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The public health impact of avian influenza viruses.

Abstract

Influenza viruses with novel hemagglutinin and 1 or more accompanying genes derived from avian influenza viruses sporadically emerge in humans and have the potential to result in a pandemic if the virus causes disease and spreads efficiently in a population that lacks immunity to the novel hemagglutinin. Since 1997, multiple avian influenza virus subtypes have been transmitted directly from domestic poultry to humans and have caused a spectrum of human disease, from asymptomatic to severe and fatal. To assess the pandemic risk that avian influenza viruses pose, we have used multiple strategies to better understand the capacity of avian viruses to infect, cause disease, and transmit among mammals, including humans. Seroepidemiologic studies that evaluate the frequency and risk of human infection with avian influenza viruses in populations with exposure to domestic or wild birds can provide a better understanding of the pandemic potential of avian influenza subtypes. Investigations conducted in Hong Kong following the first H5N1 outbreak in humans in 1997 determined that exposure to poultry in live bird markets was a key risk factor for human disease. Among poultry workers, butchering and exposure to sick poultry were risk factors for antibody to H5 virus, which provided evidence for infection. A second risk assessment tool, the ferret, can be used to evaluate the level of virulence and potential for host-to-host transmission of avian influenza viruses in this naturally susceptible host. Avian viruses isolated from humans exhibit a level of virulence and transmissibility in ferrets that generally reflects that seen in humans. The ferret model thus provides a means to monitor emerging avian influenza viruses for pandemic risk, as well as to evaluate laboratory-generated reassortants and mutants to better understand the molecular basis of influenza virus transmissibility. Taken together, such studies provide valuable information with which we can assess the public health risk of avian influenza viruses.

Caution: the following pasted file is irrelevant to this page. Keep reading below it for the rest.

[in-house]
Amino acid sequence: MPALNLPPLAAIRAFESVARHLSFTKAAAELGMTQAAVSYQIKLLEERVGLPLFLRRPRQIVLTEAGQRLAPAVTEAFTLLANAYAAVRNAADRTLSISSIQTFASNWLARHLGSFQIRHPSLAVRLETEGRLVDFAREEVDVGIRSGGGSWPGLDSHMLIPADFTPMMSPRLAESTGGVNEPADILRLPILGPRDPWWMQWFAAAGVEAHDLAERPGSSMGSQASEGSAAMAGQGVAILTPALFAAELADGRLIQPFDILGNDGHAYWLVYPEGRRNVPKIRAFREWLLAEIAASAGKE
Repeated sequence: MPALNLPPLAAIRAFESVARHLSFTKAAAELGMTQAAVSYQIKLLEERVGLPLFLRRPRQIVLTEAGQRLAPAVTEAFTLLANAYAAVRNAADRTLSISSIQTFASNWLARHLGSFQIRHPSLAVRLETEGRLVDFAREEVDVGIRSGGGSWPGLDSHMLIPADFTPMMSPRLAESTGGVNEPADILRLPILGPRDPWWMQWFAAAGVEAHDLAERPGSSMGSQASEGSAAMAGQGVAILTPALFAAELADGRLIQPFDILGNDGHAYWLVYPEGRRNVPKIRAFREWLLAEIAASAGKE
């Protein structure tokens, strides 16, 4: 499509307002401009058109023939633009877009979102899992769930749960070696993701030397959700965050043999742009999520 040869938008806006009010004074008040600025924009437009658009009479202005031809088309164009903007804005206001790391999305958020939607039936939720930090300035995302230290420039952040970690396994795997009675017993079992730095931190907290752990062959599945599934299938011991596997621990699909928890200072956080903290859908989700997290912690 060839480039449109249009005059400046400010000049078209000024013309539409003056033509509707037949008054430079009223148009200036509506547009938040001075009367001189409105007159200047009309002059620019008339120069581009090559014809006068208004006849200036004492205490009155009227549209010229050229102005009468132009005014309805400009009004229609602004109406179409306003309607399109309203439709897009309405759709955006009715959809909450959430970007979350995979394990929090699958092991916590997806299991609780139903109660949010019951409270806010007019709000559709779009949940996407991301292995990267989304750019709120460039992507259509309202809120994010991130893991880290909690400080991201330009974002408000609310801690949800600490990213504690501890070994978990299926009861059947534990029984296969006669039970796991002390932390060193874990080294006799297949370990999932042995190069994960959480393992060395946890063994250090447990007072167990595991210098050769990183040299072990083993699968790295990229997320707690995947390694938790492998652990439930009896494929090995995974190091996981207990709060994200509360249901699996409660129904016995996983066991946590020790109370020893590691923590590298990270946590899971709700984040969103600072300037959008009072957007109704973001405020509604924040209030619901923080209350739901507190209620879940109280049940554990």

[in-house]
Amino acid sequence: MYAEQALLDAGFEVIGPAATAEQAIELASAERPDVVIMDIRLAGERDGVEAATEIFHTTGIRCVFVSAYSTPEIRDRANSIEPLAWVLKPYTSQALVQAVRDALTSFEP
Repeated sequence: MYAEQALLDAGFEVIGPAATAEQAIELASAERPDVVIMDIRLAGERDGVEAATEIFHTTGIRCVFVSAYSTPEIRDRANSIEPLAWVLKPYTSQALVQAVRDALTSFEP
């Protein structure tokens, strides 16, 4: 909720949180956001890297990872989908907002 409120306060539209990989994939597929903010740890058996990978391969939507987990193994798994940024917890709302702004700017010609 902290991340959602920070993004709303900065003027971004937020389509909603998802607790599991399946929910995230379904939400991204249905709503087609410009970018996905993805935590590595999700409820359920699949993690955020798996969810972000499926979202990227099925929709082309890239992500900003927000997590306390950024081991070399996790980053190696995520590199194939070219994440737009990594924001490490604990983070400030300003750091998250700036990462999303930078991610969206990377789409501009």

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  • Authors+Show Affiliations

    ,

    Immunology and Pathogenesis Branch, Influenza Division, National Center for Immunization and Respiratory Diseases, Centers for Disease Control and Prevention, Atlanta, GA 30333, USA. JKatz@cdc.gov

    , , , , , ,

    Source

    Poultry science 88:4 2009 Apr pg 872-9

    MeSH

    Animals
    Birds
    Disease Outbreaks
    Ferrets
    Global Health
    Humans
    Influenza A Virus, H5N1 Subtype
    Influenza A virus
    Influenza in Birds
    Influenza, Human
    Public Health
    Risk Assessment
    Seroepidemiologic Studies

    Pub Type(s)

    Journal Article

    Language

    eng

    PubMed ID

    19276438

    Citation

    Katz, J M., et al. "The Public Health Impact of Avian Influenza Viruses." Poultry Science, vol. 88, no. 4, 2009, pp. 872-9.
    Katz JM, Veguilla V, Belser JA, et al. The public health impact of avian influenza viruses. Poult Sci. 2009;88(4):872-9.